Celebrated Portland chef Sarah Pliner, 50, was killed by a truck while biking through the intersection of Southeast Powell Boulevard and 26th Avenue yesterday, the Portland Police Bureau said.
Officers responded just before noon to a crash near Cleveland High School and found Pliner dead at the scene. The driver who hit her stayed at the scene and is cooperating with the investigation, police said.
Pliner was the founder of Aviary, a restaurant on Northeast Alberta Street that WW named Restaurant of the Year in 2012. Aviary closed in 2020 at the height of the pandemic.
The intersection of 26th and Powell is notoriously dangerous, according to the Street Trust, a local nonprofit that advocates for safe, low-carbon transportation on city streets. The group called for immediate action in the wake of Pliner’s death, citing two other accidents at the intersection since 2015.
“The Street Trust is demanding that the city of Portland and…Oregon Department of Transportation cooperate to immediately physically separate from motor vehicle traffic all vulnerable street users, including people on bicycles, pedestrians, and transit riders, until a full investigation of yesterday’s killing is completed,” the Street Trust said in a statement.
Street Trust executive director Sarah Iannarone says she wrote to ODOT in November with her concerns about the stretch of Powell near Cleveland High where Pliner was killed.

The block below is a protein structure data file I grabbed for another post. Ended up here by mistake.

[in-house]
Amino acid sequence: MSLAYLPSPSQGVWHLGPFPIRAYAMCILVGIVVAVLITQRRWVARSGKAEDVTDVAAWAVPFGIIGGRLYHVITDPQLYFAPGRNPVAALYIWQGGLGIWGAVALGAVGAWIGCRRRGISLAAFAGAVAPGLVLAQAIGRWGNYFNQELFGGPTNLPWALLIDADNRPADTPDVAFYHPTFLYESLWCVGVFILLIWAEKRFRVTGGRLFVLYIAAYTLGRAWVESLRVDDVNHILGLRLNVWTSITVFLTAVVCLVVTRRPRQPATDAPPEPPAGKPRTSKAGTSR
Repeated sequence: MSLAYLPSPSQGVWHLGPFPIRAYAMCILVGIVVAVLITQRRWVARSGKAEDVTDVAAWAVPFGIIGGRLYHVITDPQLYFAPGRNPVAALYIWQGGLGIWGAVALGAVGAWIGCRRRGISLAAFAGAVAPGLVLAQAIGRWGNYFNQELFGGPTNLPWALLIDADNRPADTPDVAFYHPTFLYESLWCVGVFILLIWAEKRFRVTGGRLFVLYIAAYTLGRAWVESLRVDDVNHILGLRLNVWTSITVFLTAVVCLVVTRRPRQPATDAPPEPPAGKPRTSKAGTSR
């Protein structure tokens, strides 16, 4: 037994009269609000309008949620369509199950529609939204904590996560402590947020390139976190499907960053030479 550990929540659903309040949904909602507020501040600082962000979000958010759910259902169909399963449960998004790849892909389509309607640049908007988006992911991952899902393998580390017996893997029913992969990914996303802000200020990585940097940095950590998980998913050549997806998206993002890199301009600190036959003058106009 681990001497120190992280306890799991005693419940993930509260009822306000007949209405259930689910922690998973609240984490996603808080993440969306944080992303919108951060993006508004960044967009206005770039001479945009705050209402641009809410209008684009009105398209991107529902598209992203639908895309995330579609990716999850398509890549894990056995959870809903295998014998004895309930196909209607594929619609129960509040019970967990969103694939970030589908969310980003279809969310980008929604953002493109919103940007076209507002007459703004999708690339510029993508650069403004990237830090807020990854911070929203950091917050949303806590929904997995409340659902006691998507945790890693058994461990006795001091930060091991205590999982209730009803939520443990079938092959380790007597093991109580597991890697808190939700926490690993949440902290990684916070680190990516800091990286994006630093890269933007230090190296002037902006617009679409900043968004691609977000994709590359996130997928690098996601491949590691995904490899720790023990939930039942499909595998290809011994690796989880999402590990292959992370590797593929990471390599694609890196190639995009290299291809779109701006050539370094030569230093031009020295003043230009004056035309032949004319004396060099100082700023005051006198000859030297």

“As the parent of a Cleveland High School grad who worried—quite rationally—whether my child would make it back and forth across Powell alive each school day, I can’t help but wonder what criteria (such as the presence of schools or community centers) and/or how many deaths in a concentrated area it takes before we’re willing to fully commit to Vision Zero?” Iannarone wrote then.
Vision Zero is Portland’s plan to eliminate traffic deaths and serious injury on city streets.
“We don’t know anything about this yet,” says ODOT spokesman Don Hamilton. “When we know more, we will consider changes to the road. We appreciate the Street Trust’s interest in this.”
On May 10, 2015, a cyclist named Alistair Corkett, then 22, was struck by the driver of a pickup truck at the same intersection and lost one of his legs, according to The Oregonian. Weeks later, Peter Anderson was bicycling through the intersection and was struck by a Jeep, breaking his leg.
BikePortland.org first reported Pliner’s death.
Pliner managed one of the greatest comebacks in Portland restaurant history. Months after opening in 2011, the building that housed Aviary burned down, ignited by a stray firework on the Fourth of July. Pliner reopened 10 months later and soon after, in WW’s estimation, built Aviary into a top dining spot.
“Aviary is turning out some of the most interesting and delicious dishes in the city, while delivering a product and price point that are accessible to a broad strata of eaters,” WW wrote in its review.